Photography in Mexico; currently on exhibit at San Francisco Museum of Modern Art (SFMOMA).
The exhibit begins with the photographs of Edward Weston and Tina Modotti who were commissioned in 1926 by Anita Brenner to photograph the monuments and Mexican decorative art forms that would illustrate her book, which was published in 1929 as Idols Behind Altars. Weston and Modotti’s works are said to have influenced Mexican photographers, especially Manuel Alvarez Bravo, who would go on to become Mexico’s most famous photographer, and also Lola Alvarez Bravo, his first wife.
These two large books of photographs were on a table at the entrance to the exhibit rooms for viewing.
Other photographers featured are Mariana Yampolsky, Graciela Iturbide who created photographs of indigenous communities and people. Pedro Meyer who focused on Mexico’s middle class and the wealthy, and Pablo Ortiz Monasterio who focuses on Mexico City, the huge city of more than twenty million residents who live amid poverty and crime.
Lourdes Grobet has chosen to focus her photography on not the folklore and indigenous groups, but on the culture of Mexican professional wrestling, known as lucha libre, where the wrestlers always wear a mask; and it is one of her photos that has been used in advertising the exhibit; it is shown in my photo above.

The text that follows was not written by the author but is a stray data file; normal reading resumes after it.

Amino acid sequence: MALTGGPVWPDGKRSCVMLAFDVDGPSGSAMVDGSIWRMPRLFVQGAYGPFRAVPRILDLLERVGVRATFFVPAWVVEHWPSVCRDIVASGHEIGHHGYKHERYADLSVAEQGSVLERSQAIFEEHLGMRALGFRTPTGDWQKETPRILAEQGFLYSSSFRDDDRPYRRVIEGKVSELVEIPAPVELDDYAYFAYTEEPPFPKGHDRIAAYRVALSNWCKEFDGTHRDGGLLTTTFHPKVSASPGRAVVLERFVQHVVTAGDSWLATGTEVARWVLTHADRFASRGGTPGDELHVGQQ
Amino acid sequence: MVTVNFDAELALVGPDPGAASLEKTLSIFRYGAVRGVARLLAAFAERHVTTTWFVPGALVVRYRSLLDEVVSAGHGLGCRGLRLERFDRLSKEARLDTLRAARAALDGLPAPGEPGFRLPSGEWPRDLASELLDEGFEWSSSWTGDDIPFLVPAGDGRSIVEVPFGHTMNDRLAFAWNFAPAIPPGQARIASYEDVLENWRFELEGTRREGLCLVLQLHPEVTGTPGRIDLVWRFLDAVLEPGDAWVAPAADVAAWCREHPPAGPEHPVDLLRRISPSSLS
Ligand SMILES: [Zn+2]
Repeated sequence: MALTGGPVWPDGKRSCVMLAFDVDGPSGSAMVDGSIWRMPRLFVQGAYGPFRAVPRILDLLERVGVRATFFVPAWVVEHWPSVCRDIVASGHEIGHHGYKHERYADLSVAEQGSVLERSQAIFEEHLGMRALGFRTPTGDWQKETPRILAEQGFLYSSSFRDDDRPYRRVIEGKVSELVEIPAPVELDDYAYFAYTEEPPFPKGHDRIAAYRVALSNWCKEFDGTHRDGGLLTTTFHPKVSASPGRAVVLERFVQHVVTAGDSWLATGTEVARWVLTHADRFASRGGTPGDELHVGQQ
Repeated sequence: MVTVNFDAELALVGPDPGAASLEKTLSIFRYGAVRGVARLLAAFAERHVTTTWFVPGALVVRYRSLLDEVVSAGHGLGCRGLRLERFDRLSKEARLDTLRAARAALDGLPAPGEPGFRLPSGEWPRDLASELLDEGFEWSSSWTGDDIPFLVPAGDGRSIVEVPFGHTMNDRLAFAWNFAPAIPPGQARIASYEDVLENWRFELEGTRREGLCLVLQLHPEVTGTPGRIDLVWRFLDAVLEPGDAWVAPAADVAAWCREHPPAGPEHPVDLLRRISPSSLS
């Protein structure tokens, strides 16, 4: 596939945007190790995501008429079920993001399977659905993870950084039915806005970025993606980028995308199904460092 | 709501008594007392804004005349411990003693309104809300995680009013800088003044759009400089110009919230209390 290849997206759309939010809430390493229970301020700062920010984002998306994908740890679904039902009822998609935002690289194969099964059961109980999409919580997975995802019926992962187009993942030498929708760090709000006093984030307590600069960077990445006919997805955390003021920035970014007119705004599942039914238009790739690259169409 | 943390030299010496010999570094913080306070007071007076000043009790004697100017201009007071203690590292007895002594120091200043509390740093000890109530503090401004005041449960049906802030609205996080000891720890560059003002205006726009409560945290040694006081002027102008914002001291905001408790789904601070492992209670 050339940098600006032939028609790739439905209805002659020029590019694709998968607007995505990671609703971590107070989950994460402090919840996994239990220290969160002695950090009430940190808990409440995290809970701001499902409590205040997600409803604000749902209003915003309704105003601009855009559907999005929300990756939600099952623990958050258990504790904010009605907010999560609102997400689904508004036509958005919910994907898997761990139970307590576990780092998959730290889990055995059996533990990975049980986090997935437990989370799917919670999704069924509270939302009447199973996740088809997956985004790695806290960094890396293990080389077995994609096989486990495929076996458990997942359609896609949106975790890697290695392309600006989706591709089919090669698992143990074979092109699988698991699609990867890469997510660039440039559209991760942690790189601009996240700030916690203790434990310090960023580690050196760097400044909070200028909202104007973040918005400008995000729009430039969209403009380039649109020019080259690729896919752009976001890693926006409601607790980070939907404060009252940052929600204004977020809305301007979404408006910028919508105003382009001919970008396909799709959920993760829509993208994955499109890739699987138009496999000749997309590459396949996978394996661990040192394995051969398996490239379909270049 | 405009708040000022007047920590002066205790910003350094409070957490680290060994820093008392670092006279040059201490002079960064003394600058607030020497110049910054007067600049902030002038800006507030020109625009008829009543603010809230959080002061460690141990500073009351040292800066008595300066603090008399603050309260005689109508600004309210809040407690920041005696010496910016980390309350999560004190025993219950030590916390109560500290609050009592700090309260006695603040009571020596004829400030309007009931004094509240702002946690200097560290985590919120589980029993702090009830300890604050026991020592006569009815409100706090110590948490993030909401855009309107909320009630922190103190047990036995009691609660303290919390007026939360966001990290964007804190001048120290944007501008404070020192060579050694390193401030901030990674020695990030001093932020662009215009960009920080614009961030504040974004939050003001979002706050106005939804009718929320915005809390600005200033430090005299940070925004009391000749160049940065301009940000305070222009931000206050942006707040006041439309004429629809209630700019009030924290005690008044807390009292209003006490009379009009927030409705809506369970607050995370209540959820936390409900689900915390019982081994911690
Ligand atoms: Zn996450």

The exhibit moves on with photography “The Changing Landscape of Contemporary Mexico” that depict Mexico’s cities and suburbs. Photographers in this group include Alejandro Cartagena, Pablo Lopez Luz, Eduardo del Valle and Mirta Gomez; another segment in this group adds the photographs of Katya Brailovsky and Oscar Fernando Gomez, Yvonne Venegas; Daniela Rossell, who photographs Mexico’s wealthiest women in their extravagant homes that are a stark contrast to the poverty that exists in so much of the country.
The exhibit concludes with “Looking Across The Border”, the photography of Mark Klett, Geoffrey James, Alec Soth, Victoria Sambunaris. Elsa Medina, who accompanies migrants on their journey from Tijuana to San Diego, Susan Meiselas, who accompanies U.S. Border Patrol agents as they track undocumented workers, taking photos of abandoned shelters and border detention centers. Mark Ruwedel’s photographs show the movement of migrants through the desert and the makeshift encampments they leave behind.
Another work in the outer hallway of the Mexico exhibit (I was given permission to take photos here)
Photos by Angeline M